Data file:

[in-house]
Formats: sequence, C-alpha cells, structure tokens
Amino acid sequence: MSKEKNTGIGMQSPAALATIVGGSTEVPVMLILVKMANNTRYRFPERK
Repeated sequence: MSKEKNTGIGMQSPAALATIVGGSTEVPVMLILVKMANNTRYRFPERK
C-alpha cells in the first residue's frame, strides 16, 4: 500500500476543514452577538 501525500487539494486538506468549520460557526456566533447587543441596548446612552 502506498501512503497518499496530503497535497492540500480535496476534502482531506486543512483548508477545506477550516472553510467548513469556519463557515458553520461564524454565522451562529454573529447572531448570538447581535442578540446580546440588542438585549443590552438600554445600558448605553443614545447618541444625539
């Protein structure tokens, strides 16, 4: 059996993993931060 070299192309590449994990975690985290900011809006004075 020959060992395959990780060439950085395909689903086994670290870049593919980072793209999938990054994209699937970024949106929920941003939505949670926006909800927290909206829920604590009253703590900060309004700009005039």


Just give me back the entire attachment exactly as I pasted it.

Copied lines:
[in-house]
Formats: sequence, C-alpha cells, structure tokens
Amino acid sequence: MSKEKNTGIGMQSPAALATIVGGSTEVPVMLILVKMANNTRYRFPERK
Repeated sequence: MSKEKNTGIGMQSPAALATIVGGSTEVPVMLILVKMANNTRYRFPERK
C-alpha cells in the first residue's frame, strides 16, 4: 500500500476543514452577538 501525500487539494486538506468549520460557526456566533447587543441596548446612552 502506498501512503497518499496530503497535497492540500480535496476534502482531506486543512483548508477545506477550516472553510467548513469556519463557515458553520461564524454565522451562529454573529447572531448570538447581535442578540446580546440588542438585549443590552438600554445600558448605553443614545447618541444625539
């Protein structure tokens, strides 16, 4: 059996993993931060 070299192309590449994990975690985290900011809006004075 020959060992395959990780060439950085395909689903086994670290870049593919980072793209999938990054994209699937970024949106929920941003939505949670926006909800927290909206829920604590009253703590900060309004700009005039």